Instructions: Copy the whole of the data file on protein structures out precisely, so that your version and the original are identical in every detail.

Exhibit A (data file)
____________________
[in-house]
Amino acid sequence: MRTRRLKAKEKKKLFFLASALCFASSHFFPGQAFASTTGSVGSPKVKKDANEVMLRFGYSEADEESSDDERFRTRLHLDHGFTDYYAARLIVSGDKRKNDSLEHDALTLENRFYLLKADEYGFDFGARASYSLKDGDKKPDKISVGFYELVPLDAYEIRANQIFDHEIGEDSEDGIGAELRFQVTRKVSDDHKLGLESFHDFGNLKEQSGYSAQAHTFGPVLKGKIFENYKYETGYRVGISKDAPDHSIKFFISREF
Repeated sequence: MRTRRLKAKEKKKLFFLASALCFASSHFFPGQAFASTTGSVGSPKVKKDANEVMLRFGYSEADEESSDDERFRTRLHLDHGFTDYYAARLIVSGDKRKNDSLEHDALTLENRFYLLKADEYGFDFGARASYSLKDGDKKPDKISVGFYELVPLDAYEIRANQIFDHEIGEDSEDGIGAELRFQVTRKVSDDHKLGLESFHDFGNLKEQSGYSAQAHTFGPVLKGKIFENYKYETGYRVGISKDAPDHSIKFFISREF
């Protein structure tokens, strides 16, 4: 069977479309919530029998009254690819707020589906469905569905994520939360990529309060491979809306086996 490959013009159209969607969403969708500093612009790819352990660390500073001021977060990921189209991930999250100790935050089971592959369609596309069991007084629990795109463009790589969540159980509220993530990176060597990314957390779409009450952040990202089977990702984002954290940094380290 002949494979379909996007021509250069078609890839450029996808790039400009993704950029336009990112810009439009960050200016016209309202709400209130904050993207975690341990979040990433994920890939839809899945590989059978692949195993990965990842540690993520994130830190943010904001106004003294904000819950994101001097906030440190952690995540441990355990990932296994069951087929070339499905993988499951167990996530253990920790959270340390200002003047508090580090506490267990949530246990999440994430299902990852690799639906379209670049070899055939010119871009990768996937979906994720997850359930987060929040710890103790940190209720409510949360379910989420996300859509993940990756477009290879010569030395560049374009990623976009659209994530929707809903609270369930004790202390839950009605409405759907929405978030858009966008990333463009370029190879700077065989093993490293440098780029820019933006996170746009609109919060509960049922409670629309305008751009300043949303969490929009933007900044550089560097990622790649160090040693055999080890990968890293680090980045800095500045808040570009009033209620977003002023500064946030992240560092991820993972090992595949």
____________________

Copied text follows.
[in-house]
Amino acid sequence: MRTRRLKAKEKKKLFFLASALCFASSHFFPGQAFASTTGSVGSPKVKKDANEVMLRFGYSEADEESSDDERFRTRLHLDHGFTDYYAARLIVSGDKRKNDSLEHDALTLENRFYLLKADEYGFDFGARASYSLKDGDKKPDKISVGFYELVPLDAYEIRANQIFDHEIGEDSEDGIGAELRFQVTRKVSDDHKLGLESFHDFGNLKEQSGYSAQAHTFGPVLKGKIFENYKYETGYRVGISKDAPDHSIKFFISREF
Repeated sequence: MRTRRLKAKEKKKLFFLASALCFASSHFFPGQAFASTTGSVGSPKVKKDANEVMLRFGYSEADEESSDDERFRTRLHLDHGFTDYYAARLIVSGDKRKNDSLEHDALTLENRFYLLKADEYGFDFGARASYSLKDGDKKPDKISVGFYELVPLDAYEIRANQIFDHEIGEDSEDGIGAELRFQVTRKVSDDHKLGLESFHDFGNLKEQSGYSAQAHTFGPVLKGKIFENYKYETGYRVGISKDAPDHSIKFFISREF
């Protein structure tokens, strides 16, 4: 069977479309919530029998009254690819707020589906469905569905994520939360990529309060491979809306086996 490959013009159209969607969403969708500093612009790819352990660390500073001021977060990921189209991930999250100790935050089971592959369609596309069991007084629990795109463009790589969540159980509220993530990176060597990314957390779409009450952040990202089977990702984002954290940094380290 002949494979379909996007021509250069078609890839450029996808790039400009993704950029336009990112810009439009960050200016016209309202709400209130904050993207975690341990979040990433994920890939839809899945590989059978692949195993990965990842540690993520994130830190943010904001106004003294904000819950994101001097906030440190952690995540441990355990990932296994069951087929070339499905993988499951167990996530253990920790959270340390200002003047508090580090506490267990949530246990999440994430299902990852690799639906379209670049070899055939010119871009990768996937979906994720997850359930987060929040710890103790940190209720409510949360379910989420996300859509993940990756477009290879010569030395560049374009990623976009659209994530929707809903609270369930004790202390839950009605409405759907929405978030858009966008990333463009370029190879700077065989093993490293440098780029820019933006996170746009609109919060509960049922409670629309305008751009300043949303969490929009933007900044550089560097990622790649160090040693055999080890990968890293680090980045800095500045808040570009009033209620977003002023500064946030992240560092991820993972090992595949």